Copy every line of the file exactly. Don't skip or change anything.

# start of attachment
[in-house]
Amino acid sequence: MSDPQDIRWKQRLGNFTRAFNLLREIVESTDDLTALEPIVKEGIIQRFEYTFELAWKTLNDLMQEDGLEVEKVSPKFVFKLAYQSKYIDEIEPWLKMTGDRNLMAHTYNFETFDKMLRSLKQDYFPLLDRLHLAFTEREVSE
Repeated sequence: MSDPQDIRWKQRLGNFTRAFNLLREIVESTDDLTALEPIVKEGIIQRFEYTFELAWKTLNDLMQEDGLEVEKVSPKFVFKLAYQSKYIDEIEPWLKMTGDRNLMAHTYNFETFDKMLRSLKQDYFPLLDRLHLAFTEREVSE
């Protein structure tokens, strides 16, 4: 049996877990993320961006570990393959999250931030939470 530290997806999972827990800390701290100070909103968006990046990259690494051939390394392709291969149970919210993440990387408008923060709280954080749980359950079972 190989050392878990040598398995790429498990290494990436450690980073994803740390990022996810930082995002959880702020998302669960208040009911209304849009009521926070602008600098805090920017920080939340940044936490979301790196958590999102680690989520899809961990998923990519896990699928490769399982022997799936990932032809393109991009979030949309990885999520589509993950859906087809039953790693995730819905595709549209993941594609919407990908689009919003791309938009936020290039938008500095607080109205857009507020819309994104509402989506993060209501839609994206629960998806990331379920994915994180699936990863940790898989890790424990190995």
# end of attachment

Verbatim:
[in-house]
Amino acid sequence: MSDPQDIRWKQRLGNFTRAFNLLREIVESTDDLTALEPIVKEGIIQRFEYTFELAWKTLNDLMQEDGLEVEKVSPKFVFKLAYQSKYIDEIEPWLKMTGDRNLMAHTYNFETFDKMLRSLKQDYFPLLDRLHLAFTEREVSE
Repeated sequence: MSDPQDIRWKQRLGNFTRAFNLLREIVESTDDLTALEPIVKEGIIQRFEYTFELAWKTLNDLMQEDGLEVEKVSPKFVFKLAYQSKYIDEIEPWLKMTGDRNLMAHTYNFETFDKMLRSLKQDYFPLLDRLHLAFTEREVSE
């Protein structure tokens, strides 16, 4: 049996877990993320961006570990393959999250931030939470 530290997806999972827990800390701290100070909103968006990046990259690494051939390394392709291969149970919210993440990387408008923060709280954080749980359950079972 190989050392878990040598398995790429498990290494990436450690980073994803740390990022996810930082995002959880702020998302669960208040009911209304849009009521926070602008600098805090920017920080939340940044936490979301790196958590999102680690989520899809961990998923990519896990699928490769399982022997799936990932032809393109991009979030949309990885999520589509993950859906087809039953790693995730819905595709549209993941594609919407990908689009919003791309938009936020290039938008500095607080109205857009507020819309994104509402989506993060209501839609994206629960998806990331379920994915994180699936990863940790898989890790424990190995």